South Australian high school students have pledged to eradicate the term “that’s so gay” from their schools as part of an anti-homophobia drive.

Students at Wirreanda High School and Unley High School in Adelaide used Wear It Purple Day for LGBTI youth last week to start the campaign against the derogatory comment.

Managing director of NSW LGBTI youth organisation Twenty10, Rebecca Reynolds, said it was encouraging to see the push coming from the students themselves.

“I think quite often when you are in a school setting you think that you haven’t got any reach with what you’re doing and that the number of people who are hearing and seeing what you are doing is not that great,” Reynolds told the Star Observer.

“I think that’s why it’s important to have initiatives that are led by young people but that are supported by teachers and are recognised by the community.”

Reynolds said the Adelaide schools should serve as a national example.

“Wouldn’t it be great if every school had to participate as a way to address diversity and call people on discrimination,” she said.

“We need more support for teachers, support for young people so these are not just isolated pop up initiatives.”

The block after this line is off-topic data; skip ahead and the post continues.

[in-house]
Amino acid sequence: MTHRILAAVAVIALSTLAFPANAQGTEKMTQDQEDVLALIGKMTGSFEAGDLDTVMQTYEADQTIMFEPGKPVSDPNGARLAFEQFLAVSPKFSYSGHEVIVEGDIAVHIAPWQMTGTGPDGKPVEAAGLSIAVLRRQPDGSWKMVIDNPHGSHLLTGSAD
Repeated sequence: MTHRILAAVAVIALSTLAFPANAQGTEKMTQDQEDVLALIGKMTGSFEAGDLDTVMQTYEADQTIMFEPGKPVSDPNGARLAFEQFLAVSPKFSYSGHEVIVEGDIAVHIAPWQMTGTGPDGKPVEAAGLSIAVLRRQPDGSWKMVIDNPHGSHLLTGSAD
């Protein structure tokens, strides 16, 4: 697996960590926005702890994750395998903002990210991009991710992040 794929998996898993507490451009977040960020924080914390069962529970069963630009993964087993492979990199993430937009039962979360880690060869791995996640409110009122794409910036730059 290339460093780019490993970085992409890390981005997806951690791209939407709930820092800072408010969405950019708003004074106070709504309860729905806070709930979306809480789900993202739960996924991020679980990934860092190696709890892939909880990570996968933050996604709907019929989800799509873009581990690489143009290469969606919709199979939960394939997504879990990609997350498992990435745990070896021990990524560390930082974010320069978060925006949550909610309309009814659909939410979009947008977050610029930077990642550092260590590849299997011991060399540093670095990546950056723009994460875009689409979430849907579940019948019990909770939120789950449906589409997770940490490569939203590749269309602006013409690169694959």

Openly gay South Australian Youth and Social Inclusion Minister Ian Hunter personally expressed his gratitude to the students and teachers at Wirreanda High School, and offered his support to the cause.

“I just wanted to come down and say how proud I am of you all for doing this, it’s just fantastic,” Hunter said during an appearance at the school last week.

“You set it all up yourselves and it’s just so impressive and I wanted to say a huge thank you.

“If I had kids like you supporting a kid like me when I was at school, my life would have been a lot easier.”

Hunter said the move was an impressive step towards eradicating homophobia in schools.

“It’s just so encouraging to see such young people in our community taking affirmative action to end discrimination and making a definite difference in our community. They should be so proud of themselves,” he said.

A study published last month in the Journal of American College Health found that LGBTI students who heard the phrase “that’s so gay” were more likely to feel isolated and experience headaches, poor appetite and eating problems.

The study involved 114 LGBTI students aged 18-25 with almost all saying they had heard the phrase in the last 12 months and almost half saying they had heard it at least 10 times or more in the last 12 months.
University of Michigan professor and study author Michael Woodford said that while such comments were subtle, they carried menacing and hostile overtones that took a toll.

“‘That’s so gay’ conveys that there is something wrong with being gay,” Woodford said.

“Hearing such messages about one’s self can cause stress, which can manifest in headaches and other health concerns.”

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